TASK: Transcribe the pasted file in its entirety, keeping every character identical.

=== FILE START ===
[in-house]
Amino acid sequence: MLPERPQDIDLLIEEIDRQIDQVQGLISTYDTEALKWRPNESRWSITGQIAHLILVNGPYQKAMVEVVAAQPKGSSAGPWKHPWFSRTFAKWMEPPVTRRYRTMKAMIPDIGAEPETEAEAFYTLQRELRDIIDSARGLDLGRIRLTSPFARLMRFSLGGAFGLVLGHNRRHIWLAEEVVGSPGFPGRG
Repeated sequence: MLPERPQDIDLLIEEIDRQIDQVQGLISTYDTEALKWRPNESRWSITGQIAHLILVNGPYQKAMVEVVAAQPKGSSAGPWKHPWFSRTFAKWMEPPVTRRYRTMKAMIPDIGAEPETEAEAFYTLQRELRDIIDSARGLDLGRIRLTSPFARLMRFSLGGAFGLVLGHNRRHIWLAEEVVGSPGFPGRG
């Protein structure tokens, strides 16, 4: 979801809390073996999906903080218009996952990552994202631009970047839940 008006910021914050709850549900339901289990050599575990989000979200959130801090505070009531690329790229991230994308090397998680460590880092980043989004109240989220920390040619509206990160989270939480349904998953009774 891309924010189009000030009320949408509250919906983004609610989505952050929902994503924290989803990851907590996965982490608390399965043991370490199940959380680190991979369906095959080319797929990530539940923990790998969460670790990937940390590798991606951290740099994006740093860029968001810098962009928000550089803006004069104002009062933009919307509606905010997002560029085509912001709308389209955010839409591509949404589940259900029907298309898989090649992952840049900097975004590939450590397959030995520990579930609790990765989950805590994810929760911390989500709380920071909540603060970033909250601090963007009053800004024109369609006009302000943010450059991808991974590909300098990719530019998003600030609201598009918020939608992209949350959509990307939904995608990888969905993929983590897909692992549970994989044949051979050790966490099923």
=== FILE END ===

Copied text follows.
[in-house]
Amino acid sequence: MLPERPQDIDLLIEEIDRQIDQVQGLISTYDTEALKWRPNESRWSITGQIAHLILVNGPYQKAMVEVVAAQPKGSSAGPWKHPWFSRTFAKWMEPPVTRRYRTMKAMIPDIGAEPETEAEAFYTLQRELRDIIDSARGLDLGRIRLTSPFARLMRFSLGGAFGLVLGHNRRHIWLAEEVVGSPGFPGRG
Repeated sequence: MLPERPQDIDLLIEEIDRQIDQVQGLISTYDTEALKWRPNESRWSITGQIAHLILVNGPYQKAMVEVVAAQPKGSSAGPWKHPWFSRTFAKWMEPPVTRRYRTMKAMIPDIGAEPETEAEAFYTLQRELRDIIDSARGLDLGRIRLTSPFARLMRFSLGGAFGLVLGHNRRHIWLAEEVVGSPGFPGRG
């Protein structure tokens, strides 16, 4: 979801809390073996999906903080218009996952990552994202631009970047839940 008006910021914050709850549900339901289990050599575990989000979200959130801090505070009531690329790229991230994308090397998680460590880092980043989004109240989220920390040619509206990160989270939480349904998953009774 891309924010189009000030009320949408509250919906983004609610989505952050929902994503924290989803990851907590996965982490608390399965043991370490199940959380680190991979369906095959080319797929990530539940923990790998969460670790990937940390590798991606951290740099994006740093860029968001810098962009928000550089803006004069104002009062933009919307509606905010997002560029085509912001709308389209955010839409591509949404589940259900029907298309898989090649992952840049900097975004590939450590397959030995520990579930609790990765989950805590994810929760911390989500709380920071909540603060970033909250601090963007009053800004024109369609006009302000943010450059991808991974590909300098990719530019998003600030609201598009918020939608992209949350959509990307939904995608990888969905993929983590897909692992549970994989044949051979050790966490099923």